Historically, dicamba has been a challenging herbicide to keep in place. Its high vapor pressure makes it one of the most volatile herbicides.
At the same time Xtend soybean was released, a dicamba-tolerant variety, new formulations and labels were developed to contain dicamba's wayward ways.
This new technology includes formulations with VaporGrip Technology (Xtendimax and FeXapan) and a new salt formulation (Engenia) designed to reduce volatility.
However, reduced volatility doesn’t mean no volatility. Recently published research found that non-Xtend beans showed dicamba exposure symptoms at 1/20,000 of the 1x rate, which is 0.5 pounds of acid equivalent (ae) formulation per acre. When you factor in even a small amount of volatility into this finding, you can understand the challenge of containing dicamba’s wayward ways.
Scale of off-target movement
Off-target dicamba movement wasn’t confined to just Minnesota during the 2017 growing season. According to the University of Missouri, there were 2,708 cases of dicamba-injured soybeans reported throughout the United States.
The area included 25 states and spanned from the Dakotas to Oklahoma to the East Coast. It’s estimated there were around 3.6 million acres of injured soybean. In Minnesota, 250 cases were reported to the Minnesota Department of Agriculture during 2017. This represents 265,000 acres of dicamba-injured soybean.
Routes of exposure
Off-target dicamba movement is possible via particle drift, tank contamination and volatilization (vapor drift). However, identifying how exposure occurred isn’t always obvious or easy.
Spray particle drift occurs during application when wind carries small droplets from the targeted field to neighboring areas.
To avoid particle drift, use larger spray droplets with low pressure and only apply dicamba when wind speeds are low. New label requirements allow applications only when wind speeds are between 3 and 10 miles per hour.
Identifying spray particle drift
Spray particle drift may be the easiest type of off-target movement to identify in the field.
Symptoms are usually most noticeable along the edge of the field next to the drift source. They lessen as the distance from the source increases (Figure 2).
Remember, the symptoms of dicamba exposure depend largely on the dose. Symptoms are different on soybean directly sprayed with dicamba compared with soybean exposed to a very low concentration farther from the source.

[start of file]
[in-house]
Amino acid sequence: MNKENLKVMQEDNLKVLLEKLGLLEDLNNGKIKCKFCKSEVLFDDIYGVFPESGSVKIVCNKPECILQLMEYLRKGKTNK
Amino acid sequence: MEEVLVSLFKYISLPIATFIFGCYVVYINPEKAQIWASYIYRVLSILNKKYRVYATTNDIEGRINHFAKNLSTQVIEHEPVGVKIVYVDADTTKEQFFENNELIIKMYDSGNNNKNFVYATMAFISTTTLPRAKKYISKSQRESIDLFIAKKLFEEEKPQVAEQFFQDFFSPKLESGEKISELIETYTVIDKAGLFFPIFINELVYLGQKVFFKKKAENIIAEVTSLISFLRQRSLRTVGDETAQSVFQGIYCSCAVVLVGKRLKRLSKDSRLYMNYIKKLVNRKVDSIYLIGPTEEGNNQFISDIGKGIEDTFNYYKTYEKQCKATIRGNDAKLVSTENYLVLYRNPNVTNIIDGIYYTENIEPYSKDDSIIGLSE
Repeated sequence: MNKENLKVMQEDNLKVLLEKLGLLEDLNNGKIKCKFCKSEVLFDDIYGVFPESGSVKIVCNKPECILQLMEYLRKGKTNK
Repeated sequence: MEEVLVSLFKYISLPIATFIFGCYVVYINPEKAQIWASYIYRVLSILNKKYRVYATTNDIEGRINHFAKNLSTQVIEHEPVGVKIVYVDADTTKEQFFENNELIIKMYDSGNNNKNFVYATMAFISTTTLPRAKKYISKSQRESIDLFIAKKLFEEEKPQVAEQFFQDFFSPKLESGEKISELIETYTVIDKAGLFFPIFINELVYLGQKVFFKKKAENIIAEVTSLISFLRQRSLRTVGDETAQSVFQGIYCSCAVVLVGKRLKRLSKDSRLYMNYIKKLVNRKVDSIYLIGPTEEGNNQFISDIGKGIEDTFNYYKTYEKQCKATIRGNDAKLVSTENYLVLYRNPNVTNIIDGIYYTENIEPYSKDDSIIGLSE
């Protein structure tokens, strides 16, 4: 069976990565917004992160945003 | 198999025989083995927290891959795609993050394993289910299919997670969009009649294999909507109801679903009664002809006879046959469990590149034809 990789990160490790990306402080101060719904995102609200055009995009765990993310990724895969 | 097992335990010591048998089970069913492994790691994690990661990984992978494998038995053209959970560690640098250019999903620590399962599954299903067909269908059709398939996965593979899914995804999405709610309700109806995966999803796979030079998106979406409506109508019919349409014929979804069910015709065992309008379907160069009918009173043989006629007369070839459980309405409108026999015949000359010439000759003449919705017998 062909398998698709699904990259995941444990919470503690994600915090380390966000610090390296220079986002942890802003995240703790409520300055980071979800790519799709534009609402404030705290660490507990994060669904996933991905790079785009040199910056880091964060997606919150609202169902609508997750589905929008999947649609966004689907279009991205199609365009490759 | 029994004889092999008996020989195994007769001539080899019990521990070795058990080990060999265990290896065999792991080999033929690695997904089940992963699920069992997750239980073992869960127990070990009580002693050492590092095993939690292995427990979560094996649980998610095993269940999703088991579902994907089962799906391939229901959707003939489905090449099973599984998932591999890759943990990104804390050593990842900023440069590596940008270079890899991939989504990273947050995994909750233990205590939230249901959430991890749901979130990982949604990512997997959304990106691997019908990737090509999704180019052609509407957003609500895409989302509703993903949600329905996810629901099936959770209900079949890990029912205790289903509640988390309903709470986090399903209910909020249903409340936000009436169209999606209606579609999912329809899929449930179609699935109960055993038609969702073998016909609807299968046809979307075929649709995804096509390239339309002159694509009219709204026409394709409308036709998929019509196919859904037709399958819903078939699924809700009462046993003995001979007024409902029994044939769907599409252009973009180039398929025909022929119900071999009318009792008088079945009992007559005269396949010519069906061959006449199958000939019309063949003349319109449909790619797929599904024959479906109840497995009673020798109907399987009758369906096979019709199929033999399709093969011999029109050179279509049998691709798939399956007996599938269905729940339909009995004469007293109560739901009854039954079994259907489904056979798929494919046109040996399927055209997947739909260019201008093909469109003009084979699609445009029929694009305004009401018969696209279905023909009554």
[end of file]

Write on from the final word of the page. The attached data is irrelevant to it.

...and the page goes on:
Soybeans directly sprayed with dicamba will frequently be dead, while soybeans exposed to low concentrations farther away will show less severe symptoms, such as leaf cupping.
Physical particle drift of dicamba was observed during 2017. However, it doesn’t appear to account for the majority of off-target exposure cases.
When sprayer cleanout isn’t thorough, tank contamination can occur. Removing dicamba and other plant growth regulator (PGR) herbicide residues can be especially challenging.
Dicamba residues that remain in or on the equipment are then applied at low concentrations with the subsequent postemergence herbicide.
To minimize contamination potential, read and follow all label instructions for sprayer cleanout.
Guidance on removing dicamba residues from your sprayer
Identifying tank contamination symptoms in the field
Tank contamination symptoms are often most pronounced around the fields’ perimeter. They also occur along the edge where the applicator began spraying the remainder of the field.
Symptoms often become less pronounced as the sprayer moves farther across the field, away from the side where the application began (Figure 3).
Vapor drift occurs when an herbicide changes from a liquid to a gas, and these vapors move out of the treated field.
This tendency to change from a liquid to a gas – or volatility – depends on several factors related to the herbicide formulation and environmental conditions.
An herbicide’s vapor pressure measures its tendency to volatilize. As the vapor pressure of an herbicide increases, the potential for volatility also increases.